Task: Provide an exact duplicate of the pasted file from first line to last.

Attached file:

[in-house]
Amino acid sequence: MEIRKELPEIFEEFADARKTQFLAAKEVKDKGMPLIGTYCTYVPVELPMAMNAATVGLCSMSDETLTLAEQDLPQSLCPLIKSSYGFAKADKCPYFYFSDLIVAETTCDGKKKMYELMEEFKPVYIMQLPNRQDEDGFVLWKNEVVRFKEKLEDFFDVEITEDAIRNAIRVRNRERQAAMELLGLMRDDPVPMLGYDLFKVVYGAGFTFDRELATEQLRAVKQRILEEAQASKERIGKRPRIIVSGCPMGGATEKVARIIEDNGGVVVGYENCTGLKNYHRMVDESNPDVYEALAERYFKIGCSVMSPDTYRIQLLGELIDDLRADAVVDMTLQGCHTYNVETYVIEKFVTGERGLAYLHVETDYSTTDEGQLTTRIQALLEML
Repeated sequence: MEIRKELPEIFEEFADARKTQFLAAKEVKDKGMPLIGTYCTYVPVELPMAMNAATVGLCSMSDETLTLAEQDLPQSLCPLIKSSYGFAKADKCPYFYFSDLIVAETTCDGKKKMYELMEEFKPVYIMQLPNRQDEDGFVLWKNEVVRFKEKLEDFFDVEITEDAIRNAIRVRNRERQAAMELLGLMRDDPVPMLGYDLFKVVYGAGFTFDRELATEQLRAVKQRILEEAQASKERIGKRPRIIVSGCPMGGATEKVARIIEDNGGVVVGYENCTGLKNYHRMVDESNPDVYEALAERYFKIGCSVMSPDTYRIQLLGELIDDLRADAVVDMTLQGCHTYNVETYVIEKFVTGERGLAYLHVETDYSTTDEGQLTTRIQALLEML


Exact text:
[in-house]
Amino acid sequence: MEIRKELPEIFEEFADARKTQFLAAKEVKDKGMPLIGTYCTYVPVELPMAMNAATVGLCSMSDETLTLAEQDLPQSLCPLIKSSYGFAKADKCPYFYFSDLIVAETTCDGKKKMYELMEEFKPVYIMQLPNRQDEDGFVLWKNEVVRFKEKLEDFFDVEITEDAIRNAIRVRNRERQAAMELLGLMRDDPVPMLGYDLFKVVYGAGFTFDRELATEQLRAVKQRILEEAQASKERIGKRPRIIVSGCPMGGATEKVARIIEDNGGVVVGYENCTGLKNYHRMVDESNPDVYEALAERYFKIGCSVMSPDTYRIQLLGELIDDLRADAVVDMTLQGCHTYNVETYVIEKFVTGERGLAYLHVETDYSTTDEGQLTTRIQALLEML
Repeated sequence: MEIRKELPEIFEEFADARKTQFLAAKEVKDKGMPLIGTYCTYVPVELPMAMNAATVGLCSMSDETLTLAEQDLPQSLCPLIKSSYGFAKADKCPYFYFSDLIVAETTCDGKKKMYELMEEFKPVYIMQLPNRQDEDGFVLWKNEVVRFKEKLEDFFDVEITEDAIRNAIRVRNRERQAAMELLGLMRDDPVPMLGYDLFKVVYGAGFTFDRELATEQLRAVKQRILEEAQASKERIGKRPRIIVSGCPMGGATEKVARIIEDNGGVVVGYENCTGLKNYHRMVDESNPDVYEALAERYFKIGCSVMSPDTYRIQLLGELIDDLRADAVVDMTLQGCHTYNVETYVIEKFVTGERGLAYLHVETDYSTTDEGQLTTRIQALLEML